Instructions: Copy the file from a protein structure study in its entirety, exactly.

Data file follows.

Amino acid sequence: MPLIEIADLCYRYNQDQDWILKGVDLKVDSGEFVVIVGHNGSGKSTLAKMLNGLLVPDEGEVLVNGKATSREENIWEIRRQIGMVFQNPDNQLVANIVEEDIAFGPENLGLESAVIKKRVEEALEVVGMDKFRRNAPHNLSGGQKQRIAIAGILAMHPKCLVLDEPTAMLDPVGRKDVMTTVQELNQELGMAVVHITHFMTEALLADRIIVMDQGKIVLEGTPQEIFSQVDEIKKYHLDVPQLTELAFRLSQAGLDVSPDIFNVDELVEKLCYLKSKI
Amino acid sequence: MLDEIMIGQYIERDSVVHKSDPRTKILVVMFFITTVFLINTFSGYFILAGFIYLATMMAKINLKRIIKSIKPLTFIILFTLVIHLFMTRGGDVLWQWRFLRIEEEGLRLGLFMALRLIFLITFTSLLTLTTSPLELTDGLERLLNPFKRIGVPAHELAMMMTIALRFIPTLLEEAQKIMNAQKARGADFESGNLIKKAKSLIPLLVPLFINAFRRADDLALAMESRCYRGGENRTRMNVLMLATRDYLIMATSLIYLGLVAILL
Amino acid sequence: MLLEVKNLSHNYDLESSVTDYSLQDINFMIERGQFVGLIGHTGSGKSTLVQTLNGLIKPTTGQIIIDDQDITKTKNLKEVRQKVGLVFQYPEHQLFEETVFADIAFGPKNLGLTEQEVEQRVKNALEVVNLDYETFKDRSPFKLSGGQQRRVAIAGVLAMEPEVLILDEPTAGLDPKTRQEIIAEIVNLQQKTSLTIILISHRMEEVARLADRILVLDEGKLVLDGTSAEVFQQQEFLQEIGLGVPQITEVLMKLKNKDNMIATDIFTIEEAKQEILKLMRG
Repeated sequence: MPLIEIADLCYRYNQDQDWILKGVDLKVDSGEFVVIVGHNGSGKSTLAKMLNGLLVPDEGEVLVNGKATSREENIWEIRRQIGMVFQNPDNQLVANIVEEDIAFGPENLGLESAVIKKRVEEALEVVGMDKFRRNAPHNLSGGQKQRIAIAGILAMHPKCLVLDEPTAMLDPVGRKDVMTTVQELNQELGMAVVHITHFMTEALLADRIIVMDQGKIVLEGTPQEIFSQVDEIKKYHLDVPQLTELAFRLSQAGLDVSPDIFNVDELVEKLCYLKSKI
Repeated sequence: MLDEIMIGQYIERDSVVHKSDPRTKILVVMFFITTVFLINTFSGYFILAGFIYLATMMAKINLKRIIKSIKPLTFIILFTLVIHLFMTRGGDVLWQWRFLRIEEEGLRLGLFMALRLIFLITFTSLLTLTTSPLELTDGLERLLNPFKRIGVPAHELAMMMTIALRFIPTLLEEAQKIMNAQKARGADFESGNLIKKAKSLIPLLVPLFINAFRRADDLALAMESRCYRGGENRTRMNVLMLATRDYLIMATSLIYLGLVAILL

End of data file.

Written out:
Amino acid sequence: MPLIEIADLCYRYNQDQDWILKGVDLKVDSGEFVVIVGHNGSGKSTLAKMLNGLLVPDEGEVLVNGKATSREENIWEIRRQIGMVFQNPDNQLVANIVEEDIAFGPENLGLESAVIKKRVEEALEVVGMDKFRRNAPHNLSGGQKQRIAIAGILAMHPKCLVLDEPTAMLDPVGRKDVMTTVQELNQELGMAVVHITHFMTEALLADRIIVMDQGKIVLEGTPQEIFSQVDEIKKYHLDVPQLTELAFRLSQAGLDVSPDIFNVDELVEKLCYLKSKI
Amino acid sequence: MLDEIMIGQYIERDSVVHKSDPRTKILVVMFFITTVFLINTFSGYFILAGFIYLATMMAKINLKRIIKSIKPLTFIILFTLVIHLFMTRGGDVLWQWRFLRIEEEGLRLGLFMALRLIFLITFTSLLTLTTSPLELTDGLERLLNPFKRIGVPAHELAMMMTIALRFIPTLLEEAQKIMNAQKARGADFESGNLIKKAKSLIPLLVPLFINAFRRADDLALAMESRCYRGGENRTRMNVLMLATRDYLIMATSLIYLGLVAILL
Amino acid sequence: MLLEVKNLSHNYDLESSVTDYSLQDINFMIERGQFVGLIGHTGSGKSTLVQTLNGLIKPTTGQIIIDDQDITKTKNLKEVRQKVGLVFQYPEHQLFEETVFADIAFGPKNLGLTEQEVEQRVKNALEVVNLDYETFKDRSPFKLSGGQQRRVAIAGVLAMEPEVLILDEPTAGLDPKTRQEIIAEIVNLQQKTSLTIILISHRMEEVARLADRILVLDEGKLVLDGTSAEVFQQQEFLQEIGLGVPQITEVLMKLKNKDNMIATDIFTIEEAKQEILKLMRG
Repeated sequence: MPLIEIADLCYRYNQDQDWILKGVDLKVDSGEFVVIVGHNGSGKSTLAKMLNGLLVPDEGEVLVNGKATSREENIWEIRRQIGMVFQNPDNQLVANIVEEDIAFGPENLGLESAVIKKRVEEALEVVGMDKFRRNAPHNLSGGQKQRIAIAGILAMHPKCLVLDEPTAMLDPVGRKDVMTTVQELNQELGMAVVHITHFMTEALLADRIIVMDQGKIVLEGTPQEIFSQVDEIKKYHLDVPQLTELAFRLSQAGLDVSPDIFNVDELVEKLCYLKSKI
Repeated sequence: MLDEIMIGQYIERDSVVHKSDPRTKILVVMFFITTVFLINTFSGYFILAGFIYLATMMAKINLKRIIKSIKPLTFIILFTLVIHLFMTRGGDVLWQWRFLRIEEEGLRLGLFMALRLIFLITFTSLLTLTTSPLELTDGLERLLNPFKRIGVPAHELAMMMTIALRFIPTLLEEAQKIMNAQKARGADFESGNLIKKAKSLIPLLVPLFINAFRRADDLALAMESRCYRGGENRTRMNVLMLATRDYLIMATSLIYLGLVAILL